We need to address something again. I’m sick of our ignorant enemies, their inane blather and idiotic remarks about the “Cornerstone” speech.
The infamous “Cornerstone Speech” was an oration given by Alexander Stephens in Savannah, GA on March 21, 1861 at the Athenaeum in the evening, about 7:30 pm. This address was related in a local newspaper called The Savannah Republican. It is not an “official document” nor was it given as such. The oration is the words, thoughts and opi…nions of ONE man at 7:30 pm on a particular evening in Georgia.
The misunderstanding and hawking of this address is huge. With it our enemies attempt to single-out Stephens as THE voice of the eeeeeeevil Confederacy. It is used by our enemies, and idiots alike, to attempt to slander all Confederates. This one address by a Confederate statesman is pointed to as “proof” that Confederates wanted to keep Black/Colored persons in “slavery”. The ignorance and misunderstanding about this keeps popping up in groups and on Pages. It’s past time to set the record straight.
Alexander Stephens was engaging in hyperbole, quoting what Connecticut born, Pennsylvania US Representative and US Supreme Court Associate Justice, Henry Baldwin, stated about his opinion in Johnson vs Tompkins in 1833 when he said, the following; quote:
“Slavery is the Cornerstone of the Constitution. The foundations of the government are laid and rest on the rights of property in slaves, and the whole structure must fall by disturbing the corner-stone.” In other words a Yankee judge said it 28 years before Stephens used it.
The persons in the audience in the building were familiar with Baldwin and his opinion, and the irony of the statement was not lost on them. The hyperbole and its intent is not understood in our self-righteous, ignorant generation because nobody researches anymore. People simply parrot what they’re spoon-fed without a thought as to the whole truth of a matter and without being in possession of all the facts surrounding an issue. It’s sickening. But then the arrogance of ignorance always is sickening. And it makes them look stupid.
It would be disingenuous of me to say Stephens did not have supremacist leanings. His thoughts on that subject are quite clear, but to his credit he was no hypocrite. Have you ever seen a photograph of a Northern politician of the time being escorted by a Black/Colored man? You won’t either, I’ll bet. But because he probably had supremacist leanings doesn’t mean he “hated” those in different skin. It just means he thought he was better than others. That mindset is NOTHING new, and not confined to the Caucasian race now, is it?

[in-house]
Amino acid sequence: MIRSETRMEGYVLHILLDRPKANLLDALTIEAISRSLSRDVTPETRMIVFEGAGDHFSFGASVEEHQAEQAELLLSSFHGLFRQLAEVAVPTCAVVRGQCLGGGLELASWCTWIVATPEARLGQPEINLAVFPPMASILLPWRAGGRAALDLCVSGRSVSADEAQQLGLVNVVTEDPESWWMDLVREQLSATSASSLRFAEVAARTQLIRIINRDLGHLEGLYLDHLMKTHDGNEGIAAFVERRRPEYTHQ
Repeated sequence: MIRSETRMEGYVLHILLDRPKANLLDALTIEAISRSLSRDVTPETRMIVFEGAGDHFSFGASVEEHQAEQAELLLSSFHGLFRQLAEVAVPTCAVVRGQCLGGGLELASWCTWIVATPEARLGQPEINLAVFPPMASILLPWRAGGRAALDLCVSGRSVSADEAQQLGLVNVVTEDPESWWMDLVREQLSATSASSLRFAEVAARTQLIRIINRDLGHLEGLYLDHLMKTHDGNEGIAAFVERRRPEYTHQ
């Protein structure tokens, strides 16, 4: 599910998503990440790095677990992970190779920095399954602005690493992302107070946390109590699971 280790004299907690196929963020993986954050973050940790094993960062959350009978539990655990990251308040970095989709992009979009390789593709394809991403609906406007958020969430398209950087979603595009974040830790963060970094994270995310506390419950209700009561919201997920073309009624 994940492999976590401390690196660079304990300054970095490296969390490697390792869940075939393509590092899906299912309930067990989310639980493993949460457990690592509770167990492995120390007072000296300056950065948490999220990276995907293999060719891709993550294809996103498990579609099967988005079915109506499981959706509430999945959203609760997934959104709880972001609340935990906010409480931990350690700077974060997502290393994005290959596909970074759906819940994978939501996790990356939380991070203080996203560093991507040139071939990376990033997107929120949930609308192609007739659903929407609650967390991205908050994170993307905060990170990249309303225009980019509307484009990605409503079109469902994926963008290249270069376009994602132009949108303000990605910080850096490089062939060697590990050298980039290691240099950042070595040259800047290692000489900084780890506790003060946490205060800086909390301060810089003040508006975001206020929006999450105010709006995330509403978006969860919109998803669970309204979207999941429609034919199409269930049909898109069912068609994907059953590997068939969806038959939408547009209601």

Stephens was a man of his time. Given the comparison between European and Western civilizations and those in the wilderness of other countries, I don’t think it’s fair to judge persons in the 19th century by our standards and knowledge today. In all fairness to the people in the 1860’s, and in all honesty, do we blame them for thinking their culture “superior” to others in their day? What did they have to compare themselves with in 1860? For whatever reason, be it environment, opportunity, or happenstance, the cultures these men came from were the ones mapping oceans, building huge buildings, advancing in the field of medicine, and engaging in science in their day. It’s just not fair to judge persons of the 1800’s with our culture in 2020. It’s just not.
As all those in servitude, both black, white, brown and red were being manumitted and taught to thrive in western style culture, they were successful and made their mark on the country. Their descendants are brain surgeons, journalists, professors and engaged in other successful fields making hundreds of thousands of dollars in the 21st century. I don’t think African countries offer as many opportunities and ways for people to reach their potential and achieve success as what is available in the US.
FEDERAL COURT CASES-VOLUME I
Baldwin’s Reports page 597
now entitled: Reports of cases determined in the Circuit Court … Baldwin’s Reports, v. 1 91828-1833).
Speeches Made in the House of Representatives Upon the Kansas Nebraska Bill 1854
Reports of Cases in Equity Argued and Debated South Carolina 1861